From Cover To Cover

Feeling Gravity’s Pull in Melissa Mendes’ The Weight #13 & 14

This is one of those rare comics that makes you feel something deep and heart-wrenching.  It’s painful to read; that’s part of why it’s so good.  

Feeling Gravity’s Pull in Melissa Mendes’ The Weight #13 & 14
The Weight #13 by Melissa Mendes (self published)

In her series The Weight, cartoonist Melissa Mendes delivers gut punch after gut punch.  Since she began telling this story back in 2015, Mendes’ mini-comics trace the life of a young woman, Edie, from her birth in the first issue to the latest issue where she’s given birth to her son and is living in a trailer with her resentful and harsh husband.  Each new issue in this series is a proverbial slap in Edie’s face as she faces a hard and cruel life, with no real example to show her what her life could be.  Edie’s grandparents raised, giving her a good life, but tragedy after tragedy continues to knock her down.  And now she’s trapped by a loveless marriage that exists only because of an unplanned teen pregnancy.  Married with a newborn, she is still a child herself as the world continues to beat her down at every opportunity it has.

Even with that recap, it’s almost too painful to describe each of those beatdowns that occur issue after issue. It’s one event after another that shows the cruelty of this life.  The latest two issues begin shortly after the birth of Edie’s son, Calvin Jr.  After an unplanned teenage pregnancy, Edie and the father Calvin got married more out of obligation than out of love.  Calvin seemed like a decent kid back when he was just a farmhand but again, that’s all he was— a kid.  He was not prepared to have to be an adult, let alone a father and a husband.  Living in a trailer and working at a carnival running the rides and games, Edie seems doomed to be in the same kind of marriage that her mother was- a loveless relationship punctuated by brutality.  When she was just a young child, Edie’s father beat her mother to death. That’s the past that Edie has lived with, the shadow constantly over her entire life.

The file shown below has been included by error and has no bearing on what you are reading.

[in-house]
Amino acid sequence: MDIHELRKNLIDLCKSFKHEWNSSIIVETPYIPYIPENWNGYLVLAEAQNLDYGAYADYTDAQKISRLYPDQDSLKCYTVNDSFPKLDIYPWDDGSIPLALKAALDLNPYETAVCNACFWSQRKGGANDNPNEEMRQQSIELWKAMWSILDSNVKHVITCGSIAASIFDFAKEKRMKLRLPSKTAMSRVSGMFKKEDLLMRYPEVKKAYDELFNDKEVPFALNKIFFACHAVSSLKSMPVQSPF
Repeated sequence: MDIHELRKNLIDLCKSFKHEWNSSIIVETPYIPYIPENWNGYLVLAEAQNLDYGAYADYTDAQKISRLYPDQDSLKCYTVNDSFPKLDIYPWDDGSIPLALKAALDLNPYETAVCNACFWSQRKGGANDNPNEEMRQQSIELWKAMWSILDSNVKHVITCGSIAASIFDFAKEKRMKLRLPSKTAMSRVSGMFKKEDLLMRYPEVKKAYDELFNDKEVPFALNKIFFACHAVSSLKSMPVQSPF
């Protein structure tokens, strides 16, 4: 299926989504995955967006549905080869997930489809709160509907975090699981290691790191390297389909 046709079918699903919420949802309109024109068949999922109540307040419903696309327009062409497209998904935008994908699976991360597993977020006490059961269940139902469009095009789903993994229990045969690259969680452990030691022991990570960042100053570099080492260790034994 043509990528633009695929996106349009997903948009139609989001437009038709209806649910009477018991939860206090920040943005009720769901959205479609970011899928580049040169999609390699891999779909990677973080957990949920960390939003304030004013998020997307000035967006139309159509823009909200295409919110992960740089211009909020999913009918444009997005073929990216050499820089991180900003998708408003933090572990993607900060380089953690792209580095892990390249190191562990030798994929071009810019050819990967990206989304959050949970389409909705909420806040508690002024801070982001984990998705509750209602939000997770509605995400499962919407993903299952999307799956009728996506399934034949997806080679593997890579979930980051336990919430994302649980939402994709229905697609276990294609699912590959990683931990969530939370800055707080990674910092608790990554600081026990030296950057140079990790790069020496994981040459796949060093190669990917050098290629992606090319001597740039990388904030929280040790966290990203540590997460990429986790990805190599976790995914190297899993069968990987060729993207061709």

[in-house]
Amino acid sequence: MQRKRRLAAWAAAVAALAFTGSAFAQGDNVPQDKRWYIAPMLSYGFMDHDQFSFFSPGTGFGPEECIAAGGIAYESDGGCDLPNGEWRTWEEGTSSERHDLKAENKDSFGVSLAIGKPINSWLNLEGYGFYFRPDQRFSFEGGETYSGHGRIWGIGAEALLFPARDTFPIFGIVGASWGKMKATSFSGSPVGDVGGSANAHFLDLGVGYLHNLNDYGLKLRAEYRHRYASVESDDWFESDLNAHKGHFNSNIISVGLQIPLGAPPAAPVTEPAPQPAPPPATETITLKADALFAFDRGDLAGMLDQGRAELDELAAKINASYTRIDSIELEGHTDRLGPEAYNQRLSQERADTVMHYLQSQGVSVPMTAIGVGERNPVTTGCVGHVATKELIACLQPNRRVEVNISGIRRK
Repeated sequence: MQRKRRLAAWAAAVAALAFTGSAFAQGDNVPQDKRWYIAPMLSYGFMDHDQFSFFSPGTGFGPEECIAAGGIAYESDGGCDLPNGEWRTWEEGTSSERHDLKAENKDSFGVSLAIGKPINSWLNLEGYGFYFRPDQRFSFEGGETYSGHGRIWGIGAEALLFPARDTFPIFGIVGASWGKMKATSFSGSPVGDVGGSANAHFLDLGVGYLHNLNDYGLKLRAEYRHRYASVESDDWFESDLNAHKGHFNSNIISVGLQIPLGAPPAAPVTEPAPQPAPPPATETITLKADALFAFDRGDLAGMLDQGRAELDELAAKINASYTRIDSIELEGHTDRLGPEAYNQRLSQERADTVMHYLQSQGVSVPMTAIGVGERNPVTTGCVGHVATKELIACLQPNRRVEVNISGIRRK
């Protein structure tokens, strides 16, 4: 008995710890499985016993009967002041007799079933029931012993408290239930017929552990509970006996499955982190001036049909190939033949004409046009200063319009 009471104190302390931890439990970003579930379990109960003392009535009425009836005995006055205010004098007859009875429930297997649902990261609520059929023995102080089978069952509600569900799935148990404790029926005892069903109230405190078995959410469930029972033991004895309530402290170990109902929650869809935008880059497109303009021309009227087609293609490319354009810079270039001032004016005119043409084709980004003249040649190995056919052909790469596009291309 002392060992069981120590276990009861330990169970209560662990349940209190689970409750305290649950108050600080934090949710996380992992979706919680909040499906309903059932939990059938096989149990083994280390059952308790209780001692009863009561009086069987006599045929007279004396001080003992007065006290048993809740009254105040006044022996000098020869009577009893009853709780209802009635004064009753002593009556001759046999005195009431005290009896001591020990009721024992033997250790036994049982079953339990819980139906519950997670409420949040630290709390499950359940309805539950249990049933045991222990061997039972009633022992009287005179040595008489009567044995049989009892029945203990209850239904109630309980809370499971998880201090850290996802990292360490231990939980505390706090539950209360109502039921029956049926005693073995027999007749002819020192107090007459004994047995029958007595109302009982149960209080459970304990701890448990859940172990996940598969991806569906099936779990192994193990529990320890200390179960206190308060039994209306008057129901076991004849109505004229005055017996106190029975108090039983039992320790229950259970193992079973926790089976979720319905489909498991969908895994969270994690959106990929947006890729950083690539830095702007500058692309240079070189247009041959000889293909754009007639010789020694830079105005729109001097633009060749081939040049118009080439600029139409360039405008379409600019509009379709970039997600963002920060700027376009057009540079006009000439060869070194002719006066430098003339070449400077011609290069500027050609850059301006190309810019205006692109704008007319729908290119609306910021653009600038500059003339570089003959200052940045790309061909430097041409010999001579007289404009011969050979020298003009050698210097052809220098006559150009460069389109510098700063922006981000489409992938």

From issue 13

So much of Mendes’ story has been about Edie having the opportunities to avoid the painful life that her mother lived, right down to being raised by her maternal grandparents and even there following in her mother’s footsteps while hopefully avoiding mistakes made.  But now issue 13 feels like a repeat of the earliest issues of this series as we see a mother trapped by her circumstances.  Mendes shows Edie on the same path that her mother was on, causing us to worry for Edie because we’ve already seen where this could lead.  We’ve seen this happening before with Edie’s mother.  Mendes doubles back on her story and it makes it clear just how much this is a cycle that needs to be broken.  

The cycle becomes so apparent to the audience when Edie, working at the carnival one night, realizes that someone in line for one of the rides is her childhood friend Gloria.  Back when they were both young children, Gloria’s mother tried to protect and help Edie’s mom, taking them into her home when they needed protection from Edie’s father. Now both young women, Gloria sees history repeating itself in Edie.  She recognizes the bruises and Edie’s deflection from wanting to talk about it.  It’s two childhood friends finding each other ten years later but also the memories of what those days were like as well as the recognition of those events echo into the present day.  “I can’t save you,” Gloria tells Edie. “My mom tried to save your mom.  It ate away at her that she couldn’t.”  You can see Edie in that moment trying to be strong but realizing the rejection she’s facing; she’s alone in this struggle.  Gloria isn’t being cruel or heartless; she’s just being honest with what she can and can’t do.

From issue 14

In issue 14, Edie takes the baby, leaves Calvin, and returns to her grandparent's farm.  This is one of those issues that juxtaposes joy with pain— her grandfather is one of the best characters in comics, so kind, warm, and loving.  Just to see how he greats his granddaughter and great-grandson makes you believe in this life.  But he immediately realizes why she’s back and recognizes what she’s running from because he’s seen it before with his daughter.  He wasn’t able to protect her the way a father should.  He’s in the same cycle of events as Edie, trying to break away from the repeating ugliness that will most certainly follow.  

Mendes’ simple and clear storytelling creates a lot of room for her artwork to be charged and emotional.  Mendes’ characters are actors on the page, conveying emotions and feelings that draw us into their lives.  Edie becomes so much more real because we can see the pain, the fatigue, and the occasional joy in her face.  There’s an immediateness and openness in Mendes’ pages that allows us to have an intimate entry into Edie’s life but it’s painful in ways that few comics can pull off.  It’s not asking for sympathy so much as it’s drawing empathy out of us. This is one of those rare comics that makes you feel something deep and heart-wrenching. It’s painful to read; that’s part of why it’s so good.  

You can read Melissa Mendes’ The Weight on her website or subscribe to her Patreon to get physical copies of it.